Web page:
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Abstract/Notes: The overall aim of this study has been to come to a better understanding of what it means to be a Montessori teacher, by getting a group of Montessori teachers to reflect on their lives and work. Data exploration has comprised journals, interviews, written reflections and collaborative con-textual analysis. Analysis of the teachers? occupational life histories and the findings as a whole have been used to shed light on: ?Values and specific aspects of the philosophy of Montessori edu-cation that primarily attract teachers to this profession. ?Ways in which teachers? conceptions of their professional roles reflect their own personal values, beliefs and convictions. ?Teachers? views regarding the role of Montessori education to-day and in the future. Eight female Montessori primary school teachers participated in the study. Findings reveal that the strengths of the Montessori method lie in its focus on philosophical awareness, the holistic approach and a genuine ethic of care. Montessori?s fundamental educational principles are also in alignment with the current Curriculum for Compulsory Schools (Lpo 94). On the other hand, difficulties are experienced due to conflicting tradi-tional/contemporary interpretations of Montessori theory and practice and a general lack of collaboration among Montessori teachers. Open discussion and a sharing of ideas and experiences would help Montessori teachers come to terms with how to apply fundamental principles in new ways without the fear of losing an educational ?identity?. The Montessori teachers in this study reflect this attitude. Tendencies toward continu-ity/meaningful change in education depend to a great extent on the ways in which teachers are able to critically reflect about how they think and what they do. Taking seriously what teachers have to say is in fact essen-tial in order to understand the forces that, among other things, govern and sway teachers? inner as well as outer motivations, something of relevance and concern to all involved in teaching and educational processes.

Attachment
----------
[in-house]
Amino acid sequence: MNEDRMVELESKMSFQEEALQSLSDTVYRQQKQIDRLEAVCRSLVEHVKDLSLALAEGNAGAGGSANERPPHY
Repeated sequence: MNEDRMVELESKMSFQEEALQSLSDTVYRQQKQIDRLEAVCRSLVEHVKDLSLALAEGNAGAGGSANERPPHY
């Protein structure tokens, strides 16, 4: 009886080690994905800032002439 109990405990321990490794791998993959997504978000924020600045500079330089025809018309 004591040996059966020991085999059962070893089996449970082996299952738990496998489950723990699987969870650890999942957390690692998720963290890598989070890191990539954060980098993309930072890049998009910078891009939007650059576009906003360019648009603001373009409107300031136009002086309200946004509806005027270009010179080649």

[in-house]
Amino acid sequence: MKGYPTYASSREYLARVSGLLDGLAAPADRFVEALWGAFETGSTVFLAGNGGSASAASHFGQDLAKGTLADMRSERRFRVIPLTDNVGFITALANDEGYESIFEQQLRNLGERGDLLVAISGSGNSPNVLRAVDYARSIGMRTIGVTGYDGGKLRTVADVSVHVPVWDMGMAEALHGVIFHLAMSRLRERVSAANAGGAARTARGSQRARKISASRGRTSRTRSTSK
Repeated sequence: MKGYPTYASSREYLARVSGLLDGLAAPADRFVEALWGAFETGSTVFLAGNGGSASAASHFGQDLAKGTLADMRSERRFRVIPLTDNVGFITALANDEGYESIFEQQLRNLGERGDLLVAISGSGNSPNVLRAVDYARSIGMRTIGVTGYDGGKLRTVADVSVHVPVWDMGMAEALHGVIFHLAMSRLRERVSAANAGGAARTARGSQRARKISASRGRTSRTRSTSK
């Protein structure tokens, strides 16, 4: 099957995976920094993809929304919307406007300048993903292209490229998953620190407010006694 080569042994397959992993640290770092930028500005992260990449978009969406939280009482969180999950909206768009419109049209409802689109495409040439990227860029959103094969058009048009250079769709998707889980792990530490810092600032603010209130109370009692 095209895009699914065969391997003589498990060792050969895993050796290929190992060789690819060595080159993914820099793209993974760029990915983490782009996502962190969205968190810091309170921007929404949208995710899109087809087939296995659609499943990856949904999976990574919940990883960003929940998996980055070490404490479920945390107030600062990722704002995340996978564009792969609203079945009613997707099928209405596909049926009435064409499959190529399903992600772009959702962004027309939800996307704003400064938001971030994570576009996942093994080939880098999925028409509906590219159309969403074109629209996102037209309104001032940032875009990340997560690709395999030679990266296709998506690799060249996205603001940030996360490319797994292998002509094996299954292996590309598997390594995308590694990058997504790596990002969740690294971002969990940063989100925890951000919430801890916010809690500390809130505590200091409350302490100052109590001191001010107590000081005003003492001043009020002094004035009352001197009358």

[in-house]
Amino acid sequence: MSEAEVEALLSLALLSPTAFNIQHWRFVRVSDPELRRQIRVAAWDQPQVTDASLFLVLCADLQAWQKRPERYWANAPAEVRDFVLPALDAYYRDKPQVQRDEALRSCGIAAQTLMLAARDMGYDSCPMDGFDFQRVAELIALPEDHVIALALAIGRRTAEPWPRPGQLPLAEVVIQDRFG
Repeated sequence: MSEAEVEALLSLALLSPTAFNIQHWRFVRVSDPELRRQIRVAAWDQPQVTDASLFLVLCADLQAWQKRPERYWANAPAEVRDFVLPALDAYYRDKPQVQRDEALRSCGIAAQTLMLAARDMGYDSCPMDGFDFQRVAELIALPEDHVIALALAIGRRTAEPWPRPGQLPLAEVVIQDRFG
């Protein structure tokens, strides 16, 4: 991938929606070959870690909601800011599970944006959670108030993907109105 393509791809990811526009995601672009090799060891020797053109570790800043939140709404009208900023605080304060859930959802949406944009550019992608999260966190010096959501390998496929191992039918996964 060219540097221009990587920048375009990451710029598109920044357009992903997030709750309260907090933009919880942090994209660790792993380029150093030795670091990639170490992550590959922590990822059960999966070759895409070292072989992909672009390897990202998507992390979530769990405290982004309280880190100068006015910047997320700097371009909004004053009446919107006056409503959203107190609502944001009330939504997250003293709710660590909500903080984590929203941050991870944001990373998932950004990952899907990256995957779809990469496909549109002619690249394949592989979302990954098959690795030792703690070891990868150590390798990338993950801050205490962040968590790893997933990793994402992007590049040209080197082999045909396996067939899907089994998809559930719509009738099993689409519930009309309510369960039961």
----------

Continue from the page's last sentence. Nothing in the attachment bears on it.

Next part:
Language: English

Published: Malmö, Sweden, 2003

Doctoral Dissertation

Comparison of Montessori and Non-Montessori Teachers' Beliefs About Developmentally Appropriate Practice in Preschools

Available from: ProQuest Dissertations and Theses

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Abstract/Notes: In this study, 173 preschool teachers (80 non-Montessori teachers and 93 Montessori teachers) were given a survey at two early childhood professional conferences that examined their beliefs about Developmentally Appropriate Practice (DAP). The purpose of this study was to (a) investigate preschool teachers' beliefs about Developmentally Appropriate Practice (DAP) and Developmentally Inappropriate Practice (DIP); (b) discover the similarities and differences in the factor structures of the Teacher's Beliefs Scale (TBS) between the study conducted by Charlesworth, Hart, Burts, Thomasson, Mosley, and Fleege in 1993 and the current study about DAP; (c) discover the similarities and differences of Developmentally Appropriate Practice (DAP) and Developmentally Inappropriate Practice (DIP) beliefs between Montessori teachers and preschool teachers; and (d) investigate the factors that are related to teachers' beliefs about DAP and DIP. The Teacher Beliefs Scale (TBS) was used to assess preschool teachers' beliefs about DAP and DIP. Factor analysis was used to support the validity of TBS in the current study. Multiple t-tests were used to identify the differences in developmental appropriate/inappropriate beliefs between Montessori and non-Montessori teachers. Multiple regression analyses were used to explain the relationship between variables of 173 Montessori and non-Montessori preschool teachers. Results of the study showed that a majority of preschool teachers agreed with 22 Developmentally Appropriate Practices (DAP) and 12 Developmentally Inappropriate Practices (DIP). Responses to seven items were different from the original study (Charlesworth et al., 1993). There was a significant difference on Inappropriate Activities and on Appropriate Child Choice between non-Montessori and Montessori teachers. There was a relationship between teachers' beliefs about DAP and teachers' educational backgrounds, teaching experiences, ethics, and DAP understanding level in the current study.